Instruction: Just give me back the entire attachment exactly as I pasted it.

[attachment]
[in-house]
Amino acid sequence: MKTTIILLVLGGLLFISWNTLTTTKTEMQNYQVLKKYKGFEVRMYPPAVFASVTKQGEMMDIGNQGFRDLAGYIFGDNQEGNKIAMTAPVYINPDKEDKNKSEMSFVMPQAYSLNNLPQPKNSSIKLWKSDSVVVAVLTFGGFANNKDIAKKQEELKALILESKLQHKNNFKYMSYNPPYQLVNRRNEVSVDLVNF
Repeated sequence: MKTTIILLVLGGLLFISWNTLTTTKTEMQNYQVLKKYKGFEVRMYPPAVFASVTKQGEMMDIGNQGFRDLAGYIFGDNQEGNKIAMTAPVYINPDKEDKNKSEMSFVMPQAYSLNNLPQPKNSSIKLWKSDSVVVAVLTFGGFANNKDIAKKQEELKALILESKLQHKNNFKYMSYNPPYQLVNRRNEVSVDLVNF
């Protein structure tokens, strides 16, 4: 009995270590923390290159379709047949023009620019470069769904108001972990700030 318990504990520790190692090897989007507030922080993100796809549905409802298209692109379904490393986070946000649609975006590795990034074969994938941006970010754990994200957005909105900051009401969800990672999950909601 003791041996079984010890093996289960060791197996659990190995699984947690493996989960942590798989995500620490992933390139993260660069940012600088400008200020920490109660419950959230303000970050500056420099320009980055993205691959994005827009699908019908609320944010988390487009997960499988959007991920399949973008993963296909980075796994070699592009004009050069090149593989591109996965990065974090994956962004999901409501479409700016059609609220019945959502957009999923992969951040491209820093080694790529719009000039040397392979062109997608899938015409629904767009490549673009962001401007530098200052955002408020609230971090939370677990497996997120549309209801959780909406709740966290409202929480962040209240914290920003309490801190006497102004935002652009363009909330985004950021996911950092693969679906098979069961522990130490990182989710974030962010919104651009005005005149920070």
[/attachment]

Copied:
[in-house]
Amino acid sequence: MKTTIILLVLGGLLFISWNTLTTTKTEMQNYQVLKKYKGFEVRMYPPAVFASVTKQGEMMDIGNQGFRDLAGYIFGDNQEGNKIAMTAPVYINPDKEDKNKSEMSFVMPQAYSLNNLPQPKNSSIKLWKSDSVVVAVLTFGGFANNKDIAKKQEELKALILESKLQHKNNFKYMSYNPPYQLVNRRNEVSVDLVNF
Repeated sequence: MKTTIILLVLGGLLFISWNTLTTTKTEMQNYQVLKKYKGFEVRMYPPAVFASVTKQGEMMDIGNQGFRDLAGYIFGDNQEGNKIAMTAPVYINPDKEDKNKSEMSFVMPQAYSLNNLPQPKNSSIKLWKSDSVVVAVLTFGGFANNKDIAKKQEELKALILESKLQHKNNFKYMSYNPPYQLVNRRNEVSVDLVNF
């Protein structure tokens, strides 16, 4: 009995270590923390290159379709047949023009620019470069769904108001972990700030 318990504990520790190692090897989007507030922080993100796809549905409802298209692109379904490393986070946000649609975006590795990034074969994938941006970010754990994200957005909105900051009401969800990672999950909601 003791041996079984010890093996289960060791197996659990190995699984947690493996989960942590798989995500620490992933390139993260660069940012600088400008200020920490109660419950959230303000970050500056420099320009980055993205691959994005827009699908019908609320944010988390487009997960499988959007991920399949973008993963296909980075796994070699592009004009050069090149593989591109996965990065974090994956962004999901409501479409700016059609609220019945959502957009999923992969951040491209820093080694790529719009000039040397392979062109997608899938015409629904767009490549673009962001401007530098200052955002408020609230971090939370677990497996997120549309209801959780909406709740966290409202929480962040209240914290920003309490801190006497102004935002652009363009909330985004950021996911950092693969679906098979069961522990130490990182989710974030962010919104651009005005005149920070």